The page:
It was not long ago when Tesla's Elon Musk shared some updates regarding the company's proposed solution to human-machine interaction. Called Nueralink, the system would use a brain implant that will allow individuals to interface wirelessly with computers. Moreover, it is marketed as a means for patients with certain psychological disorders to take control of their affliction. Now, a groundbreaking discovery in battery technology hopes to give robots some abilities that can only be done by animals and humans.

Researchers from the University of Michigan were inspired by the concept of how our metabolism allows us to turn fat reserves into fuel. The team was able to harness this with the help of a rechargeable zinc battery which is then distributed within the structure of a machine. Perhaps the most popular type used by almost any portable electronics is lithium-ion. However, these normally take up a lot of space, reports the Independent

Funding the project is the United States Department of Defense. "Robot designs are restricted by the need for batteries that often occupy 20 per cent or more of the available space inside a robot, or account for a similar proportion of the robot's weight," explained Professor of Engineering and research leader Nicholas Kotov.

He added: "We don't have a single sac of fat, which would be bulky and require a lot of costly energy transfer. Distributed energy storage, which is the biological way, is the way to go for highly efficient biomorphic devices." Using living forms and system, biomorphic technology hopes to innovate humanoid robots that would function efficiently around areas intended for humans.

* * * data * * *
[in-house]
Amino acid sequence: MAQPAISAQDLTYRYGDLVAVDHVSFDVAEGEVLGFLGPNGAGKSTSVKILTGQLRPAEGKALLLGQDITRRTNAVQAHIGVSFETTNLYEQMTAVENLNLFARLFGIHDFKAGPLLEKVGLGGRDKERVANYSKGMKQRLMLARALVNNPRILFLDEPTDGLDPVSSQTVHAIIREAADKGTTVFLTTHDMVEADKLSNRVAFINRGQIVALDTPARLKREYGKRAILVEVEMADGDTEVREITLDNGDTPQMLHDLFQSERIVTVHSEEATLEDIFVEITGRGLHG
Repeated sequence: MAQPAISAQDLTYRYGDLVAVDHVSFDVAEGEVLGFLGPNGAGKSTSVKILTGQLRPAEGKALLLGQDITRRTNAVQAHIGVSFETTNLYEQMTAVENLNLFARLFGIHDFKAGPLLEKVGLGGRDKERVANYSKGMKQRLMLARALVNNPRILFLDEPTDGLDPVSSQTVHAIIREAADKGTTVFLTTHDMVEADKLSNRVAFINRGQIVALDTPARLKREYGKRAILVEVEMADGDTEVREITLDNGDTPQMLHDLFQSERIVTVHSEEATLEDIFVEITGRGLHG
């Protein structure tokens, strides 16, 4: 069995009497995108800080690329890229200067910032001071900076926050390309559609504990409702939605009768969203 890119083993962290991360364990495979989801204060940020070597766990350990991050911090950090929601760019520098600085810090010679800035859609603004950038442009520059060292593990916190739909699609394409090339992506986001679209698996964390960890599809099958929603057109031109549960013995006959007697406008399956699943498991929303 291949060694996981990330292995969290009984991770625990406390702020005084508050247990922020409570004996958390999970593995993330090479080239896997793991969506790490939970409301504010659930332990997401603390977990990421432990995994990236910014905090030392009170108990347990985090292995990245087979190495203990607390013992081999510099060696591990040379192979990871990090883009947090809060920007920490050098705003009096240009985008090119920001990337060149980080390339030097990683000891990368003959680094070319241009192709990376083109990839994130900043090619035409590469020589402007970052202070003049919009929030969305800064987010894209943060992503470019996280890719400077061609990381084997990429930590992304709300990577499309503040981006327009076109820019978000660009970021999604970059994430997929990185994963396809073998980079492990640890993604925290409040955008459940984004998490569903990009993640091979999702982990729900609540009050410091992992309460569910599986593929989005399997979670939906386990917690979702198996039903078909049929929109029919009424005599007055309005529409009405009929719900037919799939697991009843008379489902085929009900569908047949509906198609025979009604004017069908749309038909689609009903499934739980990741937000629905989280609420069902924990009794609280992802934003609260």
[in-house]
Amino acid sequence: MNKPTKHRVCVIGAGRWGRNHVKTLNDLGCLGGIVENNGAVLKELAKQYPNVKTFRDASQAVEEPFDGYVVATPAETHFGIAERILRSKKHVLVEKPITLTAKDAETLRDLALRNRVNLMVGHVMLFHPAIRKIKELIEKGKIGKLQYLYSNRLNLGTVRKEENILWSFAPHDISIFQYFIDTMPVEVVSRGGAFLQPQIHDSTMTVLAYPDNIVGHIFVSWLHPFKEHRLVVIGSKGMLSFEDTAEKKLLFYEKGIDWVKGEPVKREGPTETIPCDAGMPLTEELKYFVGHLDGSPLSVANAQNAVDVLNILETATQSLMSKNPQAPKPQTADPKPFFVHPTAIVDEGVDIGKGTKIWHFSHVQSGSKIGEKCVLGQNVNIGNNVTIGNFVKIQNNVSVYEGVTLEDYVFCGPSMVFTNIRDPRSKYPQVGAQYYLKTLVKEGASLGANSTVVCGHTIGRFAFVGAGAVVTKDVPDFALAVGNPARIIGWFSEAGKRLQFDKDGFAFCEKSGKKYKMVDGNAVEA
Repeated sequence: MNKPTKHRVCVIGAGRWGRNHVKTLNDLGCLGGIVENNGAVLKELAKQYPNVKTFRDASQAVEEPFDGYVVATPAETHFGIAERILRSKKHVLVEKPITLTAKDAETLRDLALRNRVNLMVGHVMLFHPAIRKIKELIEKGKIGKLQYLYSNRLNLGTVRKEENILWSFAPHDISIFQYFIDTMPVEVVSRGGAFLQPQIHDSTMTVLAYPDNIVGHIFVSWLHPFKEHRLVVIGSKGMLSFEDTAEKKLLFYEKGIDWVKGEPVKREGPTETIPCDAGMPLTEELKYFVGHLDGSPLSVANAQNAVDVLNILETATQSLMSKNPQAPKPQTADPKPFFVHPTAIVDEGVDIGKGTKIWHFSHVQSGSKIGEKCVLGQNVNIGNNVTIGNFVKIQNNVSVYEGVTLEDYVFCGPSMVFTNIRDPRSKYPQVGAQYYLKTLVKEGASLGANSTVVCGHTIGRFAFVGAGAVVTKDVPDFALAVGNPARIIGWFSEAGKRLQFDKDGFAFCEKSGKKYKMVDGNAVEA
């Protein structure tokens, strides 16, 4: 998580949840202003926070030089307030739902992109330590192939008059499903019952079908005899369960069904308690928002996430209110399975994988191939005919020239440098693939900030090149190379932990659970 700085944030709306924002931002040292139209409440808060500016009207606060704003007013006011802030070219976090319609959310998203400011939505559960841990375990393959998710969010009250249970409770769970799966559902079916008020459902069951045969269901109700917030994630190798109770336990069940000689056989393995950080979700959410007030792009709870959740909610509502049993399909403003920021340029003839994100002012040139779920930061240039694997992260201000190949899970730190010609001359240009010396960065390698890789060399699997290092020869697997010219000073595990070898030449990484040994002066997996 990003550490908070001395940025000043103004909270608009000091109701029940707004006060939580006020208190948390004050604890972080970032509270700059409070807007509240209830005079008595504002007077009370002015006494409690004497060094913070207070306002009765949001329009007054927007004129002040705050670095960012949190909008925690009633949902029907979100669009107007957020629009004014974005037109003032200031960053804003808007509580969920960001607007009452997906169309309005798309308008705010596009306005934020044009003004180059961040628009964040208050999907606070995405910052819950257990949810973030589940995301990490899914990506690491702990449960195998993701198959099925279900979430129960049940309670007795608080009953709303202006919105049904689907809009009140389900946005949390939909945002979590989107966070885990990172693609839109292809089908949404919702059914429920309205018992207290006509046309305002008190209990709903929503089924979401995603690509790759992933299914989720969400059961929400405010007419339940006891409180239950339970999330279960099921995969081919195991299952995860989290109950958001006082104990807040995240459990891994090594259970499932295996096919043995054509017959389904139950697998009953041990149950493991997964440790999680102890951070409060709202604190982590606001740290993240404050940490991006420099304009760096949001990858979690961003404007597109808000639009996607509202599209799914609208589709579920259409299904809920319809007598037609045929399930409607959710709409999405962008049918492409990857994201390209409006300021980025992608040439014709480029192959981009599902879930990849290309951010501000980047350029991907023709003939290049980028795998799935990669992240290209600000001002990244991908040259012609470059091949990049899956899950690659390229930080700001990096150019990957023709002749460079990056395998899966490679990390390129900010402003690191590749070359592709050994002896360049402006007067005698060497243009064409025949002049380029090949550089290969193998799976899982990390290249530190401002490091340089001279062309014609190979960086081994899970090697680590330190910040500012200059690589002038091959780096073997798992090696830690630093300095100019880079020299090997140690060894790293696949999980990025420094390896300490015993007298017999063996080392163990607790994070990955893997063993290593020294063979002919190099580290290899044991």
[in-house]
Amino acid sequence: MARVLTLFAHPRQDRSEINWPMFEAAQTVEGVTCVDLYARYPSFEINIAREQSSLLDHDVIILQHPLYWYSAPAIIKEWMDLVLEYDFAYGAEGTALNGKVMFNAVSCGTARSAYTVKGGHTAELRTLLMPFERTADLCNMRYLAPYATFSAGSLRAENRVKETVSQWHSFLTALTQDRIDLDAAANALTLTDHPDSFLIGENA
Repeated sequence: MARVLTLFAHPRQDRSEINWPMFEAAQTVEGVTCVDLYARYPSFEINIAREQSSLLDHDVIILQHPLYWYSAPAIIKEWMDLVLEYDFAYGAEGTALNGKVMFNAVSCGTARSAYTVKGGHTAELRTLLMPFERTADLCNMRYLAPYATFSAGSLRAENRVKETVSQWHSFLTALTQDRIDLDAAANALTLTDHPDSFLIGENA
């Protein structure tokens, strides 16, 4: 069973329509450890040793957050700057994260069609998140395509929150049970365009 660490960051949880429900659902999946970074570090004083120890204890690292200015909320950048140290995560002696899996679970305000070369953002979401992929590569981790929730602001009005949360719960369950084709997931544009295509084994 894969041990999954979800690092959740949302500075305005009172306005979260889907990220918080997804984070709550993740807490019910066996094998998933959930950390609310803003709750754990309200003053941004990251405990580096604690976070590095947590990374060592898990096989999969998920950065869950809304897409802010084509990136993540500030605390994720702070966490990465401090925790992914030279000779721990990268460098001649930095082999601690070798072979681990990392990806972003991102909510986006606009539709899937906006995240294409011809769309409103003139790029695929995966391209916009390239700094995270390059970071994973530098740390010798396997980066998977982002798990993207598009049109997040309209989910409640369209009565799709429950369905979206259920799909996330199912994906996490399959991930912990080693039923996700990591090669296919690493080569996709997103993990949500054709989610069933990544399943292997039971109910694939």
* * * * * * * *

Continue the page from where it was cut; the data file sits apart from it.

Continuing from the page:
Moreover, the advanced battery technology in question is a flexible platform. It can reportedly be used for other types of robots such as drones. Instead of relying on a single battery, engineers can line the structure with the zinc batteries to add more range and usage time.

A woman talks on her phone as she looks at a billboard illustrating humanoid robots at 2018 China International Robot Show in Shanghai, China, July 4, 2018. Tang Yanjun/CNS via REUTERS

According to researchers, the zinc battery uses an electrolyte membrane crafted out of carbon-based nanofibers and a water-based polymer gel. Energy is stored and transferred through this material to generate an electric charge. Compared to lithium-ion batteries, it does not pose a fire hazard and is environmentally friendly.